Seussical, the ambitious musical imagining of Dr. Seuss stories, opened on Broadway to great expectations almost exactly a decade ago and all signs pointed to a guaranteed hit. Composer Stephen Flaherty and lyricist Lynn Ahrens were fresh off of the success of their 1998 Tony-Award-winning Ragtime and the Seussian connection promised to deliver a multitude of new young fans to musical theatre. Sadly, the show received a spate of negative reviews and was dead within six months.
The show has since been rewritten and reworked several times over for touring and community productions. Plot lines and characters have been moved, changed or scrapped altogether in some cases. The original runtime of two and a half hours has been halved into a streamlined kid-friendly 75 minutes.
Compared to the original glitzy circus-style production, director Carole Higgins’ version of Seussical has been stripped down to the basics. Luckily, all for the better.
It’s a testament to the lasting magic of Dr. Seuss’s literary creations that the barebones approach works so well. His oeuvre was always about igniting and inspiring young minds, so it seems only fitting that imagination be an integral part of Seussical.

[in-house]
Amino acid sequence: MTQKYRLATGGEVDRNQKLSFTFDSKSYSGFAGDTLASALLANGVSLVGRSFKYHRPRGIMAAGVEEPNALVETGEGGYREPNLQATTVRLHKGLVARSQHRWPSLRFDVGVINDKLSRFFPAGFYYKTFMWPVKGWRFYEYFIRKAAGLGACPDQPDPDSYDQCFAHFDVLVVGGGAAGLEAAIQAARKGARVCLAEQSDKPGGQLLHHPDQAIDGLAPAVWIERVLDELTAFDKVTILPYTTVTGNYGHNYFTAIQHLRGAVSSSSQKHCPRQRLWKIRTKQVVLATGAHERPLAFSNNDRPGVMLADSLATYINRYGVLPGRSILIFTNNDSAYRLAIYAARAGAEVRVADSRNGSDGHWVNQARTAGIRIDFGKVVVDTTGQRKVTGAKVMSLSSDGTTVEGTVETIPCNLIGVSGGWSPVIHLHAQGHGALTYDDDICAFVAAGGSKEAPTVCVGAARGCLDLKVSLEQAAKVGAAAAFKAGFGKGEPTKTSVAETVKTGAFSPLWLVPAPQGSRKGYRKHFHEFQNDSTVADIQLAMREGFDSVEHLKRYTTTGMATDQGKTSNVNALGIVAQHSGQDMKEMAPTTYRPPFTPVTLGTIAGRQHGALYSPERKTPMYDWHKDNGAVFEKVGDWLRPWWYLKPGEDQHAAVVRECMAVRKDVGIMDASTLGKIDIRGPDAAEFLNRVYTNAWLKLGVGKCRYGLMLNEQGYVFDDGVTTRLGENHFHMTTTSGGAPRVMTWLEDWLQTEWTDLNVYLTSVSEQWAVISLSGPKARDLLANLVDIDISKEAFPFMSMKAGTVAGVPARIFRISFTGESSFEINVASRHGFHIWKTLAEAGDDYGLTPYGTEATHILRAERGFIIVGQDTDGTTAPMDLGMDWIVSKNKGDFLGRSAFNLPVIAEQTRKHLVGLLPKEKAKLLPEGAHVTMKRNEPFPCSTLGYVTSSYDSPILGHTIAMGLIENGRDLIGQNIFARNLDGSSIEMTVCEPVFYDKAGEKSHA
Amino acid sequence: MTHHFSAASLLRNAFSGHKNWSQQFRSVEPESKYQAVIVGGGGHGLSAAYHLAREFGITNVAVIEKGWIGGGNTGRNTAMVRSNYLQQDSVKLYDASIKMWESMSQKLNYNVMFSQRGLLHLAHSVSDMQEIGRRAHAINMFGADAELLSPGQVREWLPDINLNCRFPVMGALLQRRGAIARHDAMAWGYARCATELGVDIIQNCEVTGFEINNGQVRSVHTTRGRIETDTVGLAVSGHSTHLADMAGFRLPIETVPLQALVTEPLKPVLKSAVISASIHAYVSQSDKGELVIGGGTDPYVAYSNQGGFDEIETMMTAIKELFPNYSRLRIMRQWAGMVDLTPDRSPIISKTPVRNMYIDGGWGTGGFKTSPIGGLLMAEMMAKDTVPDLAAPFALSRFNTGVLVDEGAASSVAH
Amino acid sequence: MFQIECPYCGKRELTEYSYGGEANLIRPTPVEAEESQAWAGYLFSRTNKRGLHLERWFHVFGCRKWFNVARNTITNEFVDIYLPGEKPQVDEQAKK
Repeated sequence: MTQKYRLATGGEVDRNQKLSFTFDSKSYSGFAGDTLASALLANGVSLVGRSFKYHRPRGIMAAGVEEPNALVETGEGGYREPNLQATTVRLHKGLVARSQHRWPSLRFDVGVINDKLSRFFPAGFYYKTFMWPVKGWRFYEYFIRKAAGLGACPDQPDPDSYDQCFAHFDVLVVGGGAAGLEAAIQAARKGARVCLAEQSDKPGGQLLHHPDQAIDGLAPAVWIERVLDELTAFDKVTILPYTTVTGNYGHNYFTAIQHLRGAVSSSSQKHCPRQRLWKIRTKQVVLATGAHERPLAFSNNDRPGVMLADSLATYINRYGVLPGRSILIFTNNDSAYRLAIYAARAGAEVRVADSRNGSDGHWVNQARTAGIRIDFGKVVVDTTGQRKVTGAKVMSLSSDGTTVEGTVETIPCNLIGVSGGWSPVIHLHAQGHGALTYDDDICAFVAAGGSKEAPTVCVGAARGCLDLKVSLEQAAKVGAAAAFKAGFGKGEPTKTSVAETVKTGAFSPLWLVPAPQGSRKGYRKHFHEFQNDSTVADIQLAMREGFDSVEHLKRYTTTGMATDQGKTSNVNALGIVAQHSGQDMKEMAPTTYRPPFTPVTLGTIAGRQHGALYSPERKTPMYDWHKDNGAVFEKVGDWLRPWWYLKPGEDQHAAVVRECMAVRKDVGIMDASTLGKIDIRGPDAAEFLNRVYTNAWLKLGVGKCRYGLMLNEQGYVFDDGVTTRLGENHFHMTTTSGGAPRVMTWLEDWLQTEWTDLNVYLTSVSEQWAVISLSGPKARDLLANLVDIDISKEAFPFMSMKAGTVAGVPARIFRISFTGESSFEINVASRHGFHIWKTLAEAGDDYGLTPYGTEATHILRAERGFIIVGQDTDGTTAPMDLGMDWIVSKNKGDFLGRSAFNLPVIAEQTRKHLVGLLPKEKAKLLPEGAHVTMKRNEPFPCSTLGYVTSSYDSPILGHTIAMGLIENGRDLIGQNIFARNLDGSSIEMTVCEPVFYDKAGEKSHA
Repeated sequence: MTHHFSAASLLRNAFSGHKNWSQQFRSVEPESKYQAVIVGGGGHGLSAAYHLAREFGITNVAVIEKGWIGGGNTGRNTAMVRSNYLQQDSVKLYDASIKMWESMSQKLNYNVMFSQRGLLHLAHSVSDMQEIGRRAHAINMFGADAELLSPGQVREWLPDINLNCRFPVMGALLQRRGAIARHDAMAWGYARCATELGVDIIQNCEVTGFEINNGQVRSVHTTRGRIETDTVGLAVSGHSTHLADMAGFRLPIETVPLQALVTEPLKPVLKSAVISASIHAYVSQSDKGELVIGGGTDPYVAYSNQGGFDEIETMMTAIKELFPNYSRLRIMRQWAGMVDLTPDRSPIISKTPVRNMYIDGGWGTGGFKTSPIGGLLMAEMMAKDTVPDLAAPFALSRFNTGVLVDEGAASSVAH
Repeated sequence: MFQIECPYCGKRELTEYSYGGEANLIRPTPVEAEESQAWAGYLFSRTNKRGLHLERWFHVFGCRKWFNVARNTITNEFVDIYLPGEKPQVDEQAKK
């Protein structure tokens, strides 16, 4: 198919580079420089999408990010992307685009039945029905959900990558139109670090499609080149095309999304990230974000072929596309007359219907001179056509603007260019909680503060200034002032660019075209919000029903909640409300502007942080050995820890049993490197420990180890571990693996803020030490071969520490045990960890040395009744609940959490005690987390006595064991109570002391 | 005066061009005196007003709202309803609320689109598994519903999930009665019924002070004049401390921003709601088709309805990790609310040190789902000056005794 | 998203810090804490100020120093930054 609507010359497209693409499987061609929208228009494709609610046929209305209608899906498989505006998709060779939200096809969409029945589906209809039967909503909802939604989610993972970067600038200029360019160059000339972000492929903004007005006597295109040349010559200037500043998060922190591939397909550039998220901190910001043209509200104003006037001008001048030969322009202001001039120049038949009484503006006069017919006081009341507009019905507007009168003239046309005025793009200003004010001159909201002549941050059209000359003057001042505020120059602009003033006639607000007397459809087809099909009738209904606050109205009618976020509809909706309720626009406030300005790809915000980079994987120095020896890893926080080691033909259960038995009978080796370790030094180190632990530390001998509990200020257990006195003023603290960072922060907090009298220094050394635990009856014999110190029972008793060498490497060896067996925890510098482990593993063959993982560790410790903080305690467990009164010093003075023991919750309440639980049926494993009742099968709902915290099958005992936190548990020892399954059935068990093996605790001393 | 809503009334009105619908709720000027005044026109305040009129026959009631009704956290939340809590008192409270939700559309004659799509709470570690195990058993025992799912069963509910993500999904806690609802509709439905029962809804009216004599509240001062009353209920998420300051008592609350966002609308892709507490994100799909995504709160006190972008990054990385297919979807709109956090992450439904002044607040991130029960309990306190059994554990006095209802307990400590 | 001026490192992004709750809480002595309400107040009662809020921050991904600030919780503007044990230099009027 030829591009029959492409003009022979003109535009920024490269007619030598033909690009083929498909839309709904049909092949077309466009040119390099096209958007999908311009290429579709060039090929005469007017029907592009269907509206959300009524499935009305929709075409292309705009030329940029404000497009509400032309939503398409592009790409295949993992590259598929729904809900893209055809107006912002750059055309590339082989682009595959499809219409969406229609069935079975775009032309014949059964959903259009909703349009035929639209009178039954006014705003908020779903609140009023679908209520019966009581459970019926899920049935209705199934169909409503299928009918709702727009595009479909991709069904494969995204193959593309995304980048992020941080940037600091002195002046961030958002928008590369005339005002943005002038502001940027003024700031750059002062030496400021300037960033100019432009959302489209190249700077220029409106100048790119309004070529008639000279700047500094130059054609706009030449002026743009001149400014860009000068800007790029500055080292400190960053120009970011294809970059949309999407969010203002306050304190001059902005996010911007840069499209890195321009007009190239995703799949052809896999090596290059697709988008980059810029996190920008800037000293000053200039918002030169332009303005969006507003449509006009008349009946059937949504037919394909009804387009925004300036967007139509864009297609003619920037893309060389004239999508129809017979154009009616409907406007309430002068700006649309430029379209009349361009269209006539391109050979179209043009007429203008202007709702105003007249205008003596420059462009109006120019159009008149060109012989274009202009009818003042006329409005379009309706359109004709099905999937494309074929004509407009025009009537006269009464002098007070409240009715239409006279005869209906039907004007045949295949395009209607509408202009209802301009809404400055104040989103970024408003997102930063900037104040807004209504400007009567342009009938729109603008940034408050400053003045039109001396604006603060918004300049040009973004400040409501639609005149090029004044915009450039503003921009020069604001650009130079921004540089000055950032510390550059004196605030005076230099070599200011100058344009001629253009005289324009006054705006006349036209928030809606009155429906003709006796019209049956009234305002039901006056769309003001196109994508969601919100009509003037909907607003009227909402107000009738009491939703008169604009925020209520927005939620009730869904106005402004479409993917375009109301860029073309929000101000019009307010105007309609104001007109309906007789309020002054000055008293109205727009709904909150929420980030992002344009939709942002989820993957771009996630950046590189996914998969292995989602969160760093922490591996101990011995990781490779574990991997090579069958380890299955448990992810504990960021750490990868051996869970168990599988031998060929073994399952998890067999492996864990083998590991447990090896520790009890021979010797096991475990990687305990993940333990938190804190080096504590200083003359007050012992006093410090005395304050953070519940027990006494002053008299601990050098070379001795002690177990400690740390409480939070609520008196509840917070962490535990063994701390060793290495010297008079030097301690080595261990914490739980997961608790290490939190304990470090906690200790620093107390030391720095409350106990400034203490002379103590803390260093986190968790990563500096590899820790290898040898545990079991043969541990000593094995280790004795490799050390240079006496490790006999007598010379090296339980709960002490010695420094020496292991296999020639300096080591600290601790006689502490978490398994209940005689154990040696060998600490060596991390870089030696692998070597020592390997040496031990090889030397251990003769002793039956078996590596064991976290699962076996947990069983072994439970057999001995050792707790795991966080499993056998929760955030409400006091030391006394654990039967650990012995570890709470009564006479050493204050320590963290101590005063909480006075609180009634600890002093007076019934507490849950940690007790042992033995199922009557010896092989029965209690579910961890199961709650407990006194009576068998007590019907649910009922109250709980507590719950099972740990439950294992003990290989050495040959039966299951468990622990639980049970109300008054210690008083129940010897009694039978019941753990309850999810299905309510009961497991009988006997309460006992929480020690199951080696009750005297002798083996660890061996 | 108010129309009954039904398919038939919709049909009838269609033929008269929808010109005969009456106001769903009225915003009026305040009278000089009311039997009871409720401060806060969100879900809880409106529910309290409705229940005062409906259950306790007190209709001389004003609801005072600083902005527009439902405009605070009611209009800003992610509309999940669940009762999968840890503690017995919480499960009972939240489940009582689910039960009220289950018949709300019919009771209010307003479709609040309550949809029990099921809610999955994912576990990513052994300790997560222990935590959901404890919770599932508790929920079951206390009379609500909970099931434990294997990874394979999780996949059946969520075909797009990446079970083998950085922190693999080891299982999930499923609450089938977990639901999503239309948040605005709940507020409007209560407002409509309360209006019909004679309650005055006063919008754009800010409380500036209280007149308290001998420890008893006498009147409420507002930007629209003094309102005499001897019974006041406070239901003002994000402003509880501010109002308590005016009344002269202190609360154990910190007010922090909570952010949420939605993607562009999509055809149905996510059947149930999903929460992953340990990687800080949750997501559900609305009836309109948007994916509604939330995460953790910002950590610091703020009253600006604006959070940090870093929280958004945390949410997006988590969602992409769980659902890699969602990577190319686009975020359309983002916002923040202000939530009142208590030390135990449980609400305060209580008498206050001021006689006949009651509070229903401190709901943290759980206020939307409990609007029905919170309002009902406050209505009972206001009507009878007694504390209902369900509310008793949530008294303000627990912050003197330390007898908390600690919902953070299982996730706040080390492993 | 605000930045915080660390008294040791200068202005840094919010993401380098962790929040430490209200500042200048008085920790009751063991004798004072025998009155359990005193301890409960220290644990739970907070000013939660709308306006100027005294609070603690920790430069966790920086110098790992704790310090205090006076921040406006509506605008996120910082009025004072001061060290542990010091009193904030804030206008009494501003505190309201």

Gone are the high-flying aerobatics and elaborate sets. Barbara Clayden’s costumes stick to a very minimalist approach. The audience is left to imagine everything else. An arm in a grey sleeve effortlessly becomes an elephant’s trunk and the frills of a long pink coat become a bird’s tail-feathers.
The Cat in the Hat (Darren Burkett) serves as a narrator/master of ceremonies who pulls Jojo (Taylor Lintott) out of the audience and plops him straight into the thick of the action on stage. A procession of favourite Seuss characters soon follows. Horton the elephant (Josue Laboucane) is a reluctant hero who discovers the existence of an entire miniature world on a speck of dust.
Mayzie la Bird (Rebecca Talbot) struggles with the idea of being a single parent and Gertrude McFuzz (Kaylee Harwood) has issues with her body image.
Lintott, Burkett, Laboucane, Talbot and Harwood all let loose on stage and their enthusiasm shines through in spades.
In a different show, the series of loosely connected stories wouldn’t pass muster as a plot. But sewn together with the Flaherty and Ahrens score, there’s something magical about Seussical the Musical.
The kid-dominated audience on opening night was suitably impressed and the parents seemed to have fun too. And just maybe a few new young theatre fans were born.